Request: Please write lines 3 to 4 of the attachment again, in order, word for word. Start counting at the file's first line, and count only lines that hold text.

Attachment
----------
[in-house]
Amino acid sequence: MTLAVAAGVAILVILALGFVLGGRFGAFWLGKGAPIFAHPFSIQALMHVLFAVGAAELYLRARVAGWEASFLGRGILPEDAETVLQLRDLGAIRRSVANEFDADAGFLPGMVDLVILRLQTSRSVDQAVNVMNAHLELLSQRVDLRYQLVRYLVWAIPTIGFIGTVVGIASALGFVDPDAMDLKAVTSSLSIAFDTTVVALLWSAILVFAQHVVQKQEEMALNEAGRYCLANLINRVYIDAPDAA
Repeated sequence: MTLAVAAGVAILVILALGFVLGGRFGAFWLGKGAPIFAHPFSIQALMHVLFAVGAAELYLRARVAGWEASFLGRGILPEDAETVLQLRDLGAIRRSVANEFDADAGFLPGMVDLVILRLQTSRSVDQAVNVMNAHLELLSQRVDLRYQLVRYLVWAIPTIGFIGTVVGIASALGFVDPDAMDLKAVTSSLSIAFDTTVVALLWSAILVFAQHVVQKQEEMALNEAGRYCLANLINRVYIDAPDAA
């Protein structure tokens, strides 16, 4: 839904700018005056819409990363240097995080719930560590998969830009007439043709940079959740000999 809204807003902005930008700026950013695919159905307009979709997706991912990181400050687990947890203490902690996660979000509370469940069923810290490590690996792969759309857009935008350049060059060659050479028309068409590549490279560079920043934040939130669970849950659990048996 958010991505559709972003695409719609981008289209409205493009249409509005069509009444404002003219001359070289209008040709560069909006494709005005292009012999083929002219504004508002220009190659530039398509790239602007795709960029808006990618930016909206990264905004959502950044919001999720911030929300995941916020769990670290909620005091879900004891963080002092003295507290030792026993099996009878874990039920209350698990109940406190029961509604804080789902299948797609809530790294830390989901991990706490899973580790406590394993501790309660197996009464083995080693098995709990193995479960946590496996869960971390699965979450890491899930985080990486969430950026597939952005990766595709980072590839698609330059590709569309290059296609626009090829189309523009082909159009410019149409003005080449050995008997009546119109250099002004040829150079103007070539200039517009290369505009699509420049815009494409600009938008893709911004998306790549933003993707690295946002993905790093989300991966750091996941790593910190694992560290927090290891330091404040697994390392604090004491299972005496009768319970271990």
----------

Repeated sequence: MTLAVAAGVAILVILALGFVLGGRFGAFWLGKGAPIFAHPFSIQALMHVLFAVGAAELYLRARVAGWEASFLGRGILPEDAETVLQLRDLGAIRRSVANEFDADAGFLPGMVDLVILRLQTSRSVDQAVNVMNAHLELLSQRVDLRYQLVRYLVWAIPTIGFIGTVVGIASALGFVDPDAMDLKAVTSSLSIAFDTTVVALLWSAILVFAQHVVQKQEEMALNEAGRYCLANLINRVYIDAPDAA
């Protein structure tokens, strides 16, 4: 839904700018005056819409990363240097995080719930560590998969830009007439043709940079959740000999 809204807003902005930008700026950013695919159905307009979709997706991912990181400050687990947890203490902690996660979000509370469940069923810290490590690996792969759309857009935008350049060059060659050479028309068409590549490279560079920043934040939130669970849950659990048996 958010991505559709972003695409719609981008289209409205493009249409509005069509009444404002003219001359070289209008040709560069909006494709005005292009012999083929002219504004508002220009190659530039398509790239602007795709960029808006990618930016909206990264905004959502950044919001999720911030929300995941916020769990670290909620005091879900004891963080002092003295507290030792026993099996009878874990039920209350698990109940406190029961509604804080789902299948797609809530790294830390989901991990706490899973580790406590394993501790309660197996009464083995080693098995709990193995479960946590496996869960971390699965979450890491899930985080990486969430950026597939952005990766595709980072590839698609330059590709569309290059296609626009090829189309523009082909159009410019149409003005080449050995008997009546119109250099002004040829150079103007070539200039517009290369505009699509420049815009494409600009938008893709911004998306790549933003993707690295946002993905790093989300991966750091996941790593910190694992560290927090290891330091404040697994390392604090004491299972005496009768319970271990």